L.A. Opera’s premiere of Daniel Catán’s ‘Il Postino’ delivers a charming experience, and on a budget. A good thing, after the expense of ‘The Ring.’
MUSIC CRITIC The “Ring” has rung. The company coffers are wrung dry. And Los Angeles Opera entered into its 25th season Thursday night with the postman at the door of the Dorothy Chandler Pavilion.
Happily, though, “Il Postino” delivered good news. Daniel Catán’s lyrical new opera provides pleasurable contrast from the late spring and early summer heavy Wagner extravaganza.
Based on the popular sentimental Italian film — with a few political nods to Antonio Skármeta’s wise, wry Chilean novel on which the movie was based — “Il Postino” had been a victim of Wagner’s resource-devouring tetralogy. But the fact that the premiere of the new opera, originally announced for last season, had to be postponed probably turned out for the good.
Unlike the typical opera premiere, this opening night did not seem a rush job. A confident cast, conductor and company had the luxury of a year to absorb a new work. The opera was written for two star tenors: Plácido Domingo as the Chilean poet Pablo Neruda and Rolando Villazón as Mario, the young postman who befriends him. Villazón pulled out when he underwent surgery on his vocal cords in April 2009, but the “Postino” postponement left a reasonable amount of time for finding a replacement and for Charles Castronovo to learn a starring role.
The “Ring” may have taught L.A. Opera a thing or two about production problem-solving as well. “Il Postino” receives a tasteful, even luminous, staging on what appears to be the cheap. That is something rare for this company, for which bargain basement tends to look it.
Catán’s fourth opera is not intended to surprise. No doubt most of the audience will know his opera’s source and feel comfortable with the tonal, Puccini-infused lyricism of his score. The composer from Mexico who lives and teaches in Southern California and who wrote his own libretto, follows the 1994 film closely if not slavishly. Unlike the novel, which takes place in Chile in the early ’70s at the end of Neruda’s life, the movie moves the story to a fictitious Italian island 20 years earlier, during the Chilean poet’s exile. Catán, however, restores a small taste of the politics, sex and Skármeta’s wonderful dry humor, as well as Neruda’s poetry, that the banal film left out.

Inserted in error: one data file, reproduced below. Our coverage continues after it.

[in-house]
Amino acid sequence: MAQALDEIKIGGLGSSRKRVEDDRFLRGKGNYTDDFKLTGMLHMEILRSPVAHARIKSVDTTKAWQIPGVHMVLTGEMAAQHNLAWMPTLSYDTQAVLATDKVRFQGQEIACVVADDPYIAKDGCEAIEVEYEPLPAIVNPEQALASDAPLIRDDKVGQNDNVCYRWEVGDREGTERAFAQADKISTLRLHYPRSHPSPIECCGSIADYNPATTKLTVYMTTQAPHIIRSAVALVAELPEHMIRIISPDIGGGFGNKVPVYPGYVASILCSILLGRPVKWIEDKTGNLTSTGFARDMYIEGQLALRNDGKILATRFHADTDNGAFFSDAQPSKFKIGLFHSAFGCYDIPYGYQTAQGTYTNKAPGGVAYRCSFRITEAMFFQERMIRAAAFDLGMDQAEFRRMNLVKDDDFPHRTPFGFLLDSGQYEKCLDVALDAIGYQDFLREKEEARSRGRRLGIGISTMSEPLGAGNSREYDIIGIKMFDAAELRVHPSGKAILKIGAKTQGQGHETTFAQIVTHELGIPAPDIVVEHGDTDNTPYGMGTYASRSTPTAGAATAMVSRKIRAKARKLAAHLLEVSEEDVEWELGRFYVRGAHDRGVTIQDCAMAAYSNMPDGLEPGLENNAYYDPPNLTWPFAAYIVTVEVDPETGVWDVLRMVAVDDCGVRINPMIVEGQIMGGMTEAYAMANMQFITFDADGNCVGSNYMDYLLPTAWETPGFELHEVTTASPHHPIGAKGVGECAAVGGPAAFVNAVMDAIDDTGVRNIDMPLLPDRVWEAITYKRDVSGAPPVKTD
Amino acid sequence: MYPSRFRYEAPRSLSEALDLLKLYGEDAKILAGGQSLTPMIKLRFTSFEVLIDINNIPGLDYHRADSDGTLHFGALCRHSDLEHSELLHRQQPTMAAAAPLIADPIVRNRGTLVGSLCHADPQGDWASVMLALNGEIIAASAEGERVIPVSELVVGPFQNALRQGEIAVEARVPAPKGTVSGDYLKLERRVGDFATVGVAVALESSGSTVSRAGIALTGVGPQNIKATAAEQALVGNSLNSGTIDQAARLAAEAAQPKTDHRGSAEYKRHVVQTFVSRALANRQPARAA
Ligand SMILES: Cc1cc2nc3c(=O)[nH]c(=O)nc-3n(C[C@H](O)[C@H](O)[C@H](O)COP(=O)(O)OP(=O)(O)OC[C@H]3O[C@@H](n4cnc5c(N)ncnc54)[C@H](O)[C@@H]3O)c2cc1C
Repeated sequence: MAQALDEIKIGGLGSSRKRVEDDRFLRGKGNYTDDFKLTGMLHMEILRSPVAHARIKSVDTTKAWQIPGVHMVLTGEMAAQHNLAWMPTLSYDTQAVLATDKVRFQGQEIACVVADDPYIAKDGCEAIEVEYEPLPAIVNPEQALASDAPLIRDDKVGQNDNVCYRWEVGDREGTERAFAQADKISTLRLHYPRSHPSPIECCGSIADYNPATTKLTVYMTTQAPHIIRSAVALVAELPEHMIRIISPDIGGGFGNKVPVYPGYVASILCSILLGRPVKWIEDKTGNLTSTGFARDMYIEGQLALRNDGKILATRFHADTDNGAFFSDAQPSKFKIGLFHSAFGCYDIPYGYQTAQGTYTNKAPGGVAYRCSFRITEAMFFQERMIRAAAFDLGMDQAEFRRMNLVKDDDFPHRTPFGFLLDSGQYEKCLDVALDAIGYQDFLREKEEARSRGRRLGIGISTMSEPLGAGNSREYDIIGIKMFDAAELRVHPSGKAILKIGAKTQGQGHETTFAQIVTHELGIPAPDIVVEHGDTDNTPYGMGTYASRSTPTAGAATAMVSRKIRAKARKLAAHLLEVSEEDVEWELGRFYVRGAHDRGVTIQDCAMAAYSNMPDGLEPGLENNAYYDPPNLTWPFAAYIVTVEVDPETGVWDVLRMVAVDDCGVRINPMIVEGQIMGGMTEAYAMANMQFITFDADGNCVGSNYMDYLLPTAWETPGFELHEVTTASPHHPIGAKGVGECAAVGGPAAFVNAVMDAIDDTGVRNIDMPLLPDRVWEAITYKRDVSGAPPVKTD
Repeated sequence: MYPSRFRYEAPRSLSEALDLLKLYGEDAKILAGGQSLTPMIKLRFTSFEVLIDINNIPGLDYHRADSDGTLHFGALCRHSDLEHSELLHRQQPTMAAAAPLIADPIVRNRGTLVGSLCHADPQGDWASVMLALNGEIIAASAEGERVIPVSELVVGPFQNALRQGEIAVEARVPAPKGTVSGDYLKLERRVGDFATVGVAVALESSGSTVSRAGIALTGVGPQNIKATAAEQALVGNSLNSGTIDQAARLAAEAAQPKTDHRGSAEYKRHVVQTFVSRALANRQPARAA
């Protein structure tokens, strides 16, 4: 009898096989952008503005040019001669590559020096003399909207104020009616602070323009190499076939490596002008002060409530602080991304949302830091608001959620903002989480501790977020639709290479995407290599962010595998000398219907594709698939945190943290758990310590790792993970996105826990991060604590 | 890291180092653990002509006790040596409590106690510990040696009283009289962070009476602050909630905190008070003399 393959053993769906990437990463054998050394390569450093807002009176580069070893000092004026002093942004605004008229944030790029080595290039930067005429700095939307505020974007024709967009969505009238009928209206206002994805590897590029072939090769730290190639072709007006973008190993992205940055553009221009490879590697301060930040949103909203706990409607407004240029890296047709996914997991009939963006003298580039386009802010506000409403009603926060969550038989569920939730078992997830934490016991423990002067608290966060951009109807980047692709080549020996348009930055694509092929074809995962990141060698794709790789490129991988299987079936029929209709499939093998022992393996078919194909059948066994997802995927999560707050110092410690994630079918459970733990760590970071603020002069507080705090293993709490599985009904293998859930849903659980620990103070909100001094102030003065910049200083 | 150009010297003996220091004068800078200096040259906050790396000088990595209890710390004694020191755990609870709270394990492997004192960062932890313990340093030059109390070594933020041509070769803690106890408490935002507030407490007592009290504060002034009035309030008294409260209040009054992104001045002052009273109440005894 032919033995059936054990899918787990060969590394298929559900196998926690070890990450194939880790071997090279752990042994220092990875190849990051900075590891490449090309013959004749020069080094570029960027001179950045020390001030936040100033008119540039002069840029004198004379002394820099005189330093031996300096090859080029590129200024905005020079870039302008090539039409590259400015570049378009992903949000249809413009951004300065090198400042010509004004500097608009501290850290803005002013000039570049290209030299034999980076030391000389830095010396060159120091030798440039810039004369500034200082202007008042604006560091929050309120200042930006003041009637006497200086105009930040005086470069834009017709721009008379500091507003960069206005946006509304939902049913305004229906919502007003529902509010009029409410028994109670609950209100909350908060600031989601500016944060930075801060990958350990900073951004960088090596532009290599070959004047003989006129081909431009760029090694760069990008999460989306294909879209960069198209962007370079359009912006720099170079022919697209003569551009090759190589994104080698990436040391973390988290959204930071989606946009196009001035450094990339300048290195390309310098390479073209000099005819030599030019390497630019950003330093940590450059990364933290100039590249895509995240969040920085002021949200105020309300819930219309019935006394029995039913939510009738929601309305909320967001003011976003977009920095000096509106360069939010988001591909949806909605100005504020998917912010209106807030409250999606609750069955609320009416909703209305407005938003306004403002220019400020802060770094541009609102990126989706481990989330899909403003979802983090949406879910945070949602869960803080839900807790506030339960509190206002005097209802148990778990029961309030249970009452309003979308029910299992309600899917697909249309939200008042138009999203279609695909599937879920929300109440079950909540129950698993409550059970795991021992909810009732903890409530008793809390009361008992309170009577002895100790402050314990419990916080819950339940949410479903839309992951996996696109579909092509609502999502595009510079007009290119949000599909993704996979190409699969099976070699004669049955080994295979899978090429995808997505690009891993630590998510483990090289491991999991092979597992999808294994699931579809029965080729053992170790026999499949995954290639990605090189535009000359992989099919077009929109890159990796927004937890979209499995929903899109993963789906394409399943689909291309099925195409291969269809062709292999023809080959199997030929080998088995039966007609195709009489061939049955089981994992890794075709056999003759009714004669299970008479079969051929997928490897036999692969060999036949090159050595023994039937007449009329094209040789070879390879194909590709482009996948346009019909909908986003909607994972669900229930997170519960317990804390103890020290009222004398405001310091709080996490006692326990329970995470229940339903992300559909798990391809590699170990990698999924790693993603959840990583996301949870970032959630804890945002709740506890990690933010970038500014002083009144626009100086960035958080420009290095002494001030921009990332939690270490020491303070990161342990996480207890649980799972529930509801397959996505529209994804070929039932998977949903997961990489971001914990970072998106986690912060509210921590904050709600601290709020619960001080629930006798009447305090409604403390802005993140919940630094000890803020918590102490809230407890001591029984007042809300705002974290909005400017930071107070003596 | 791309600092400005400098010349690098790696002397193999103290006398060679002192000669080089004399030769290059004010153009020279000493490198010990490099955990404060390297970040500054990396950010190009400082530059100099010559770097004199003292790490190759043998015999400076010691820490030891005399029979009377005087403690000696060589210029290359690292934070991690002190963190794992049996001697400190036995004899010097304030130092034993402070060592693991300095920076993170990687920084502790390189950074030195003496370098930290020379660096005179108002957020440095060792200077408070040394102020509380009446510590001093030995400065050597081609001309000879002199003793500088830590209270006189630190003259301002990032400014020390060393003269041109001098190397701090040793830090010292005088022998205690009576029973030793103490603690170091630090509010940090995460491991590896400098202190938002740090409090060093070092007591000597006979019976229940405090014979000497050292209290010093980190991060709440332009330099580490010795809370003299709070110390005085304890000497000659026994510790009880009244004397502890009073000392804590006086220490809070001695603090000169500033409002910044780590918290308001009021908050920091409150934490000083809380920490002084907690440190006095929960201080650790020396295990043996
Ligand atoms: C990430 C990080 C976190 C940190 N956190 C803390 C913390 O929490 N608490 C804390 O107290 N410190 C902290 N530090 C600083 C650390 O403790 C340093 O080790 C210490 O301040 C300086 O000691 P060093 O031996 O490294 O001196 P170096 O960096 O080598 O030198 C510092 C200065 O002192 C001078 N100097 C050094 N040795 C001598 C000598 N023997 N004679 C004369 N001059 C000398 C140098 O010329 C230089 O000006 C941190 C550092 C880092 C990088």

There remains, however, the peculiarity of this somewhat Italian opera being written in Spanish. Plus Domingo (who at 69 would be the right age for the older Neruda of Skármeta’s novel) is meant to portray a somewhat younger Neruda.
A tenor and a poet
Even so, Domingo has never had a role better tailored for him. From Neruda’s tender opening love scene with his topless wife, Matilde, to his stylish ’50s costumes to his father-knows-best warm humor (Domingo happens to be a gifted comic actor), everything about “Il Postino” seems intended to put the famed tenor in his comfort zone. He typically now needs time for his warmup, and Catán eases him vocally into the part. Domingo may too easily fall into overwrought melodrama in an aria about the political situation in Chile, but his beaming avuncular compassion, especially in his relationship with Mario, is pretty hard to resist.
Neruda is a part made for music. A prolific poet, the real Neruda provided the composer with all the lyrics he might ever hope for to use as texts for arias. But Mario — a tongue-tied slacker who discovers through Neruda the power of poetry in seducing the sultry beauty Beatrice — is more problematic. While the character grows more passionate, his music from the start is already full of longings he can’t yet express.
Scenes are many and short, and director Ron Daniels works on a simple stage with only a platform on which to create Neruda’s living room, garden, a café, the sea. The stage floor is decorated with handsome tiles; they and the stylish costumes are by Riccardo Hernandez. Careful projections — ocean, demonstrations in Chile, the moon, a starry sky for lovers — by Philip Bussmann carefully evoke atmosphere without overpowering. Jennifer Tipton’s lighting, with little more than a strip of neon or a perfectly placed spot, makes the stage seem a place where poetry might come to life.
Catán writes winningly for women, and Cristina Gallardo-Domâs (Matilde) and Amanda Squitieri (Beatrice) are the seductive yet grounded counterparts of their men, both in luscious voice. But even Nancy Fabiola Herrera as Beatrice’s aunt, Donna Rosa, is not without an inner layer of knowing sweetness.
Vladimir Chernov is a bit of luxury casting as Giorgio, the Communist head of the two-man post office. José Adán Pérez is the right-wing politician Di Cosimo, whose heavy-handed campaign tactics threaten to destroy the fishing village.
The ending, unfortunately, is sappy — to say more would mean spoiling the plot. But Grant Gershon, L.A. Opera’s associate conductor, controls the damage. And he does a lot more than that.
He brings out the rich instrumental colors of Catán’s score. He lets the lyricism flow as from a rich source. He lovingly supports voices. He keeps the opera moving. He makes the wedding scene, the liveliest in the opera, sparkle. He ingratiatingly integrates the bits of beguiling ’50s pop music that Catán peppers throughout the work. Catán and the company are lucky to have him.
POET IN EXILE:Lawrence K. Ho
Plácido Domingo performs as Pablo Neruda during his time outside Chile as images show contemporary events.
COUPLE:Lawrence K. Ho
Neruda (Domingo) dances with wife Matilde (Cristina Gallardo-Domâs) in the wedding scene.